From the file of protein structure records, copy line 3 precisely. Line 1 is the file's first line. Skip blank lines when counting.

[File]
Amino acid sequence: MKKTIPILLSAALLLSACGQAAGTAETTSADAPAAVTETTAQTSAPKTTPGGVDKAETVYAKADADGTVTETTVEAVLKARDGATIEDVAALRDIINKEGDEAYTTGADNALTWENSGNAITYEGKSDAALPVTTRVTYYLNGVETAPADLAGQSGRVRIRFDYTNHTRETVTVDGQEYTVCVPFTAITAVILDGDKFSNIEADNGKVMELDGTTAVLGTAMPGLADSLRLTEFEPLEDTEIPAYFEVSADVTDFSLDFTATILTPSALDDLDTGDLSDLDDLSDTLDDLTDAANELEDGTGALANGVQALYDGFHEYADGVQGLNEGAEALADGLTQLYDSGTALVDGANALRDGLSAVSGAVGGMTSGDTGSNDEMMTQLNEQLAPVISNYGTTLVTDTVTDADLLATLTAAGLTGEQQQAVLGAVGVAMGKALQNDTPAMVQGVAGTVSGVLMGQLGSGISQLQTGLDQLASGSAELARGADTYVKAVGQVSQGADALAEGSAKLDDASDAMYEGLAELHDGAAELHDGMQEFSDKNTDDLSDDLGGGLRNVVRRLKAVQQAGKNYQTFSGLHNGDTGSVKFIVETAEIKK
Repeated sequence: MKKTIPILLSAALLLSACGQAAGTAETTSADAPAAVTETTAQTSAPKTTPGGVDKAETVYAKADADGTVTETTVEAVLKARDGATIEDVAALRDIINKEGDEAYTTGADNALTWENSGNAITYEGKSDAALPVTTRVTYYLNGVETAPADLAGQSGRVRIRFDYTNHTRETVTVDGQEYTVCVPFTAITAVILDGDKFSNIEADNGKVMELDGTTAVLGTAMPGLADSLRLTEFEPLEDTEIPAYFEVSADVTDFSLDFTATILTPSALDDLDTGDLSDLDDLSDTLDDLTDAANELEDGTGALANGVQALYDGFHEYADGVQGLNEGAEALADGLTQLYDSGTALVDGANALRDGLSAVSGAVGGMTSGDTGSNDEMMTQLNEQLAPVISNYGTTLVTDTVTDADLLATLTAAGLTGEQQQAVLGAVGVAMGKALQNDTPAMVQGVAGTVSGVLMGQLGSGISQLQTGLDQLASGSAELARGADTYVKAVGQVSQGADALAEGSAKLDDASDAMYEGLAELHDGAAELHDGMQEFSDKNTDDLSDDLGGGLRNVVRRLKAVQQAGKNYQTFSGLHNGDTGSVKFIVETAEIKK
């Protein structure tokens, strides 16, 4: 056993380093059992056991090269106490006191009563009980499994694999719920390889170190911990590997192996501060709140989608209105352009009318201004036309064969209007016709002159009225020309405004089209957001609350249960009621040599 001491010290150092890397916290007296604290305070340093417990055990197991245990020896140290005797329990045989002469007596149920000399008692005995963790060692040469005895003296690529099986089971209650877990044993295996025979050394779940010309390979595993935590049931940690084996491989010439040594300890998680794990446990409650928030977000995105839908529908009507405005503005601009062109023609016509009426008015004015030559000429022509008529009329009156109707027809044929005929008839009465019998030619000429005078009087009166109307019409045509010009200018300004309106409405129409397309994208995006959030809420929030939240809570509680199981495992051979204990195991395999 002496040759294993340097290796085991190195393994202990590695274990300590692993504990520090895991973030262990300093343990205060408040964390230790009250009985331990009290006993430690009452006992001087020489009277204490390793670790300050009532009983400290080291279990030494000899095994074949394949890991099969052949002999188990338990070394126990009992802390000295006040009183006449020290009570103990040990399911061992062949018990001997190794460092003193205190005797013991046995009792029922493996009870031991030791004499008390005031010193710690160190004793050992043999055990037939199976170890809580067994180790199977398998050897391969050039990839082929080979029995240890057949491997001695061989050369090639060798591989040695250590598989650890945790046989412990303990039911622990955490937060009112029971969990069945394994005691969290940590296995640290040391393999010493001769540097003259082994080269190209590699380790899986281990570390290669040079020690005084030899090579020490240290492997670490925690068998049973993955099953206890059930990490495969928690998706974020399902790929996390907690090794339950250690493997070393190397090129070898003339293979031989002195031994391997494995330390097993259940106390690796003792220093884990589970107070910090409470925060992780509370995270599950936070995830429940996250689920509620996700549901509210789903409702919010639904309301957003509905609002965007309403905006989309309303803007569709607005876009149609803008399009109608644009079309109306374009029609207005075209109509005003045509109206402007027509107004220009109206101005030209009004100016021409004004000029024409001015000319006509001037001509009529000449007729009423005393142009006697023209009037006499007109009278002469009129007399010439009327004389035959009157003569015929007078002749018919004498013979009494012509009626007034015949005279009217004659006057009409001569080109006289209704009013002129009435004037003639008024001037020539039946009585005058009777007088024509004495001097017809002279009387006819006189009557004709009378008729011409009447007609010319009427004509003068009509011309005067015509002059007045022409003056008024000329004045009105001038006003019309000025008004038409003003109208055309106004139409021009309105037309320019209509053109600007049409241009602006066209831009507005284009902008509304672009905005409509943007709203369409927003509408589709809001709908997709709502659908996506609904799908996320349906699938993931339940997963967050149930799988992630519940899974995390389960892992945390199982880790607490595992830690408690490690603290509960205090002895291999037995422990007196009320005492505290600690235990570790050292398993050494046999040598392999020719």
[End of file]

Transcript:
């Protein structure tokens, strides 16, 4: 056993380093059992056991090269106490006191009563009980499994694999719920390889170190911990590997192996501060709140989608209105352009009318201004036309064969209007016709002159009225020309405004089209957001609350249960009621040599 001491010290150092890397916290007296604290305070340093417990055990197991245990020896140290005797329990045989002469007596149920000399008692005995963790060692040469005895003296690529099986089971209650877990044993295996025979050394779940010309390979595993935590049931940690084996491989010439040594300890998680794990446990409650928030977000995105839908529908009507405005503005601009062109023609016509009426008015004015030559000429022509008529009329009156109707027809044929005929008839009465019998030619000429005078009087009166109307019409045509010009200018300004309106409405129409397309994208995006959030809420929030939240809570509680199981495992051979204990195991395999 002496040759294993340097290796085991190195393994202990590695274990300590692993504990520090895991973030262990300093343990205060408040964390230790009250009985331990009290006993430690009452006992001087020489009277204490390793670790300050009532009983400290080291279990030494000899095994074949394949890991099969052949002999188990338990070394126990009992802390000295006040009183006449020290009570103990040990399911061992062949018990001997190794460092003193205190005797013991046995009792029922493996009870031991030791004499008390005031010193710690160190004793050992043999055990037939199976170890809580067994180790199977398998050897391969050039990839082929080979029995240890057949491997001695061989050369090639060798591989040695250590598989650890945790046989412990303990039911622990955490937060009112029971969990069945394994005691969290940590296995640290040391393999010493001769540097003259082994080269190209590699380790899986281990570390290669040079020690005084030899090579020490240290492997670490925690068998049973993955099953206890059930990490495969928690998706974020399902790929996390907690090794339950250690493997070393190397090129070898003339293979031989002195031994391997494995330390097993259940106390690796003792220093884990589970107070910090409470925060992780509370995270599950936070995830429940996250689920509620996700549901509210789903409702919010639904309301957003509905609002965007309403905006989309309303803007569709607005876009149609803008399009109608644009079309109306374009029609207005075209109509005003045509109206402007027509107004220009109206101005030209009004100016021409004004000029024409001015000319006509001037001509009529000449007729009423005393142009006697023209009037006499007109009278002469009129007399010439009327004389035959009157003569015929007078002749018919004498013979009494012509009626007034015949005279009217004659006057009409001569080109006289209704009013002129009435004037003639008024001037020539039946009585005058009777007088024509004495001097017809002279009387006819006189009557004709009378008729011409009447007609010319009427004509003068009509011309005067015509002059007045022409003056008024000329004045009105001038006003019309000025008004038409003003109208055309106004139409021009309105037309320019209509053109600007049409241009602006066209831009507005284009902008509304672009905005409509943007709203369409927003509408589709809001709908997709709502659908996506609904799908996320349906699938993931339940997963967050149930799988992630519940899974995390389960892992945390199982880790607490595992830690408690490690603290509960205090002895291999037995422990007196009320005492505290600690235990570790050292398993050494046999040598392999020719």